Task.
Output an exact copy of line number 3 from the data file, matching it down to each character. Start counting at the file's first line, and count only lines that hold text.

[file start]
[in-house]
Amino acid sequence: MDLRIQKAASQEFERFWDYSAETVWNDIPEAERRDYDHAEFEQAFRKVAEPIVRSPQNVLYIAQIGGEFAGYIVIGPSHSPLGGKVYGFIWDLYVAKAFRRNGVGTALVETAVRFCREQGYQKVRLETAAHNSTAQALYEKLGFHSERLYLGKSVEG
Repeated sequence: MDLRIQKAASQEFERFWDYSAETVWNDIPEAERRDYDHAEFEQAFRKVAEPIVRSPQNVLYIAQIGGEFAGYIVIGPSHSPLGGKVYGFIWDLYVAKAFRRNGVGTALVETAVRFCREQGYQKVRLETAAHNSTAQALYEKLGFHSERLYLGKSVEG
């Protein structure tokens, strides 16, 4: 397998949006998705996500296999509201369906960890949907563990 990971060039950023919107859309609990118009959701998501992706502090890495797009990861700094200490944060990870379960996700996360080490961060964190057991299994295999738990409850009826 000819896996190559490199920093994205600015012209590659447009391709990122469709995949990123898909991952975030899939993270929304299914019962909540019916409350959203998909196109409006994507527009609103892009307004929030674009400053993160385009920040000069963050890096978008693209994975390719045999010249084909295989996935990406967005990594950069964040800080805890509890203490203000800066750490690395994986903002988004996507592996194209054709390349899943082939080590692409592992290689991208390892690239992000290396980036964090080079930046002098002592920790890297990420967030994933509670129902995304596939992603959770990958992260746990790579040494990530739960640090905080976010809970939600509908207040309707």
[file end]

Repeated sequence: MDLRIQKAASQEFERFWDYSAETVWNDIPEAERRDYDHAEFEQAFRKVAEPIVRSPQNVLYIAQIGGEFAGYIVIGPSHSPLGGKVYGFIWDLYVAKAFRRNGVGTALVETAVRFCREQGYQKVRLETAAHNSTAQALYEKLGFHSERLYLGKSVEG